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Arkansas Beneficiary Deed

Beneficiary deeds in Arkansas are governed by A.S.A. 18-12-608. This statute offers owners of Arkansas real property to designate one or more beneficiaries who may gain the interest that remains in the owner's name at the time of his/her death.

Even though beneficiary deeds, just like other deeds of conveyance, must be lawfully recorded after they are completed and executed (signed in front of a notary), they differ from standard deeds in some important ways. If they are not recorded during the owner's life, they have no effect. Beneficiary deeds do not transfer any present interest in the real estate, so there is no requirement for consideration.

Perhaps one of their most unique features is the fact that the owner may execute and record new beneficiary deeds that change the beneficiary, the terms of the transfer, or even revoke the whole thing. The owner may even sell the property to someone else, leaving no interest to convey at death. Again, like the beneficiary deeds, to be effective, any changes must be recorded while the owner is alive. This flexibility allows land owners to retain absolute control over and use of the property.

When the owner dies, the beneficiary gains the title to the real estate described in the beneficiary deed. Any mortgages, liens, or obligations attached to the land at the time of the owner's death become the beneficiary's responsibility. In addition, if the owner received benefits from state or federal agencies, they might file reimbursement claims against the estate or the beneficiary.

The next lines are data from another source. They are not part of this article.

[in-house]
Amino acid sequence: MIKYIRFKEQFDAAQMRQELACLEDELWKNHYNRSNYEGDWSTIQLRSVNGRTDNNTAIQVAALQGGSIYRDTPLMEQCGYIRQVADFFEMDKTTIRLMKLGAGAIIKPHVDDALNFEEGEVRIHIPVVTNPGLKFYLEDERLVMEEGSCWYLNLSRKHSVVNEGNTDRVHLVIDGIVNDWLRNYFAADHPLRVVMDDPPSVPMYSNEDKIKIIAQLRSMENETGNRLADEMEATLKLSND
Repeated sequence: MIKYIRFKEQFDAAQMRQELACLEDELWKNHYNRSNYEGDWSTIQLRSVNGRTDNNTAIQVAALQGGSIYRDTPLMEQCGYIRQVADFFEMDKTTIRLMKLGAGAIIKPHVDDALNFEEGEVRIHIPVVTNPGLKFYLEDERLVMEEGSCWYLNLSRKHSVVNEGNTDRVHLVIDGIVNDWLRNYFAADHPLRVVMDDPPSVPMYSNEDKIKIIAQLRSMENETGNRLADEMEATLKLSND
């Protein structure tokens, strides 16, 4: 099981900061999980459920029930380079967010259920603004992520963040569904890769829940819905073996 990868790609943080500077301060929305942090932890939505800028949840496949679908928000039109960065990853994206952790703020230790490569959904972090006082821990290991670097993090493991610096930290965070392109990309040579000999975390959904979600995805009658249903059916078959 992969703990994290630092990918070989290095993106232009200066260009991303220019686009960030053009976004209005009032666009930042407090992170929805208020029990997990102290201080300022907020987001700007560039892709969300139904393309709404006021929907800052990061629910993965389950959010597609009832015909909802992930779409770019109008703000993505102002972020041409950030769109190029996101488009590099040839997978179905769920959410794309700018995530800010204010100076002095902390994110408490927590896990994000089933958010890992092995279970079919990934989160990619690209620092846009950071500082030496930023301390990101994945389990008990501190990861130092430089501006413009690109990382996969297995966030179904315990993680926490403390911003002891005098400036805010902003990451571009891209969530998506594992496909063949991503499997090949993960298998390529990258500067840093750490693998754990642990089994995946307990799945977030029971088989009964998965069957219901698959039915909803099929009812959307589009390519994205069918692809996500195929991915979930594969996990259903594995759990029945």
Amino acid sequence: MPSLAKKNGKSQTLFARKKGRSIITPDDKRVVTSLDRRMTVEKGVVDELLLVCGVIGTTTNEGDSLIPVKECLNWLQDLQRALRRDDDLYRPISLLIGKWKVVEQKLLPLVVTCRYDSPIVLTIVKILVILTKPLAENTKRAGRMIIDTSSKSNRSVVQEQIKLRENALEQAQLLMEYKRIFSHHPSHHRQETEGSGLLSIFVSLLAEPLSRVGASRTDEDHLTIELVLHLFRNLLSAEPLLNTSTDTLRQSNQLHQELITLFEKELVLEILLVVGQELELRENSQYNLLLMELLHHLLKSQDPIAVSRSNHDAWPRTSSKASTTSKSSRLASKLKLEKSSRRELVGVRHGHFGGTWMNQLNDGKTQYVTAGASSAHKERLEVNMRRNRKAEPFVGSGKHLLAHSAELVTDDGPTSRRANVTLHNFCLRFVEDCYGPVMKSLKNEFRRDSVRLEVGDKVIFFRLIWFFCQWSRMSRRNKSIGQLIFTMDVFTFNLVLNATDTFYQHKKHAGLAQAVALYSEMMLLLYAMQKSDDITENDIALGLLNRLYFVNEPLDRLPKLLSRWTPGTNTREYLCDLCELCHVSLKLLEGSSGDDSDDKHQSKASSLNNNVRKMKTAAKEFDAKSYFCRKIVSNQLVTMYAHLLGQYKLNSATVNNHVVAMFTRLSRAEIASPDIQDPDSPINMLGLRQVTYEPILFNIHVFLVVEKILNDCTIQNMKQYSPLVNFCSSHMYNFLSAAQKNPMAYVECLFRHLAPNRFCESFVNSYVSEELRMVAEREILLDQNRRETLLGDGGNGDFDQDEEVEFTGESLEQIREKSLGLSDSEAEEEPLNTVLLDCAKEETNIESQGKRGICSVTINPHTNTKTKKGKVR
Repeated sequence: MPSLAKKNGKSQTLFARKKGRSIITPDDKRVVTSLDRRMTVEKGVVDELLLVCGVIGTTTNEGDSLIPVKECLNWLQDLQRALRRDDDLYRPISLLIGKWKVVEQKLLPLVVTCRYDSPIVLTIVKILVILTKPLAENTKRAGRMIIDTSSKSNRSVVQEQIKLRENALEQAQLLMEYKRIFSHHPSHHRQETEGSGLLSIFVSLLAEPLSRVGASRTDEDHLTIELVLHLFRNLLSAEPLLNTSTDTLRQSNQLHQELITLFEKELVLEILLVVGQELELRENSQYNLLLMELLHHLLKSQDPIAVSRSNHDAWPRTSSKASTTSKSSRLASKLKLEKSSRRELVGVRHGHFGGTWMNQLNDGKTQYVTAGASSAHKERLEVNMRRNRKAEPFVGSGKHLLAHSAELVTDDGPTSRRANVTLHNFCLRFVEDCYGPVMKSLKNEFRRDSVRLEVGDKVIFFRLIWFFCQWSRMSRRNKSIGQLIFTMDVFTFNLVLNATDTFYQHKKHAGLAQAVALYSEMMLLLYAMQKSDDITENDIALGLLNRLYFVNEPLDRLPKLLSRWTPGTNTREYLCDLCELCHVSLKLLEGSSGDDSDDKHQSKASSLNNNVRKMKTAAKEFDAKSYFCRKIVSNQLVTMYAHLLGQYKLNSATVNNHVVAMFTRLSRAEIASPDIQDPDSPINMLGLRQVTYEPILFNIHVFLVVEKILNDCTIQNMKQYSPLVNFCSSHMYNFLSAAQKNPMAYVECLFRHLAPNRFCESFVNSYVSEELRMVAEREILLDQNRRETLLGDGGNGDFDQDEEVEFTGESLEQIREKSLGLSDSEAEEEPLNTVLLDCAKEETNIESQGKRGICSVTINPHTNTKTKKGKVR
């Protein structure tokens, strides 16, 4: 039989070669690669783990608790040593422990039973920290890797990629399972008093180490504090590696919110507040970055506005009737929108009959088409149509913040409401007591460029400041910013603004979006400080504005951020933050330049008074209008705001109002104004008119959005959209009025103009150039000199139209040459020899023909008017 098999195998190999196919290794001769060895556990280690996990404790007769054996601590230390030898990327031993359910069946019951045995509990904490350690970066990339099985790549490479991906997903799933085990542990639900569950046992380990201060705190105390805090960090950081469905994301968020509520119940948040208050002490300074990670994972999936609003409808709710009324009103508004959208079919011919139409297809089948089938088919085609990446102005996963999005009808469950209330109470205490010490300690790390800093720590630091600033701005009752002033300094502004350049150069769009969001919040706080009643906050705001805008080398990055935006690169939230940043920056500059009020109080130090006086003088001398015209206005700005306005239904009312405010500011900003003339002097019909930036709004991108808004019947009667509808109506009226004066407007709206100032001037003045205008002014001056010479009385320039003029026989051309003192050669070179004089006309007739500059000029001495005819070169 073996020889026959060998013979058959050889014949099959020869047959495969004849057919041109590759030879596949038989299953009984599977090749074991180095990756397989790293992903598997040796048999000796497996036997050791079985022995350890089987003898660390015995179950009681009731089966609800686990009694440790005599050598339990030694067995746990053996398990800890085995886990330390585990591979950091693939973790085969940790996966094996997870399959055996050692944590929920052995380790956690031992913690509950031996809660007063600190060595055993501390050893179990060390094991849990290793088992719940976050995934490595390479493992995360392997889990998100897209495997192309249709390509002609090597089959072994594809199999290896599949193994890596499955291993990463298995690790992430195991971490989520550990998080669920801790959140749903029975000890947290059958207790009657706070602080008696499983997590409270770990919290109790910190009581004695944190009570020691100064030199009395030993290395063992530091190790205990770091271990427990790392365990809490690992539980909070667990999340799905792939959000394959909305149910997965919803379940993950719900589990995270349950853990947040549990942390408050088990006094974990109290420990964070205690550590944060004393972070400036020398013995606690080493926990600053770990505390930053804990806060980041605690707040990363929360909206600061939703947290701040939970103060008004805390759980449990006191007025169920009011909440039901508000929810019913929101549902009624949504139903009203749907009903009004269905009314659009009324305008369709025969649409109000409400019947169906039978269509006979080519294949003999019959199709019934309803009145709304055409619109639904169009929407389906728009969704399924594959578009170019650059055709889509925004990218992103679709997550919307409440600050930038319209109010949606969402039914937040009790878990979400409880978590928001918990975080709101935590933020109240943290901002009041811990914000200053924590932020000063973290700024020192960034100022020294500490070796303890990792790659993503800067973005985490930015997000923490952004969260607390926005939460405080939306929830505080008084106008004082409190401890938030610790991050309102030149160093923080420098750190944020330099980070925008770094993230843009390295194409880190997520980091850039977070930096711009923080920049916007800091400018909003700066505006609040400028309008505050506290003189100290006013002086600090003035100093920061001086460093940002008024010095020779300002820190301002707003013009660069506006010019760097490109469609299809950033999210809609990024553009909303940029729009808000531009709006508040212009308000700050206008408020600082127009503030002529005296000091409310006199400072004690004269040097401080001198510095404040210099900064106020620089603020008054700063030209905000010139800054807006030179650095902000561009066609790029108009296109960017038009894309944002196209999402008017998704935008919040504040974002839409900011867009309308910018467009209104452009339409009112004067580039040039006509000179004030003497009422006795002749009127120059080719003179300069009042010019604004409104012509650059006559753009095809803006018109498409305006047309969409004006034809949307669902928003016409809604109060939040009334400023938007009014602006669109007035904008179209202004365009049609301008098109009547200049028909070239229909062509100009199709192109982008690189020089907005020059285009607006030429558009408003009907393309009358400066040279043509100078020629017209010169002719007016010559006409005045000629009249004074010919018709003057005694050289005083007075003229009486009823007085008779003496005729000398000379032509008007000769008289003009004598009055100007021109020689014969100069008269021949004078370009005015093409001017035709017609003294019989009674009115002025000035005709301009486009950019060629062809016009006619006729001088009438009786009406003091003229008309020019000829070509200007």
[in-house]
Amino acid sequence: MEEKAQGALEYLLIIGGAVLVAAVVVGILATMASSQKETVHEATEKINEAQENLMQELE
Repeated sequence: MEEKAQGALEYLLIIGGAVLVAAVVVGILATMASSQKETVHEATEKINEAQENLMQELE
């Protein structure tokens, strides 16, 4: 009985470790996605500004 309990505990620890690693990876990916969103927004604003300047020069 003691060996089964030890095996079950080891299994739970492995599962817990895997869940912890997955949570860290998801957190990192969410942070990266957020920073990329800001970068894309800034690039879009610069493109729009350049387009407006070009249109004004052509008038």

Ultimately, beneficiary deeds can be a useful part of an overall estate plan. Still, executing one may impact the owner's eligibility for asset-based programs. Carefully consider the benefits and drawbacks to this type of conveyance to ensure that it supports the owner's overall intentions. Because each situation is unique, consult an attorney with specific questions.

Deeds.com Arkansas Beneficiary Deed Forms Have Been Updated as Recently as Monday March 18, 2019

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Robert D. said: These forms made it so easy to update the property deed and the instructions and sample filled out form were most helpful. You might want to add some brief information on when or why to use the Acknowledgment in Individual Capacity notary form. In my case the notary was required to use it but also filled in the brief notarize section on the Affidavit as well. She said the one on the Affidavit had some value because it showed she had witnessed the my signature. But this was only after I suggested both be filled in as she initially thought to just strike through it and just use the Acknowledgment in Individual Capacity form.

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Arkansas Beneficiary Deed Form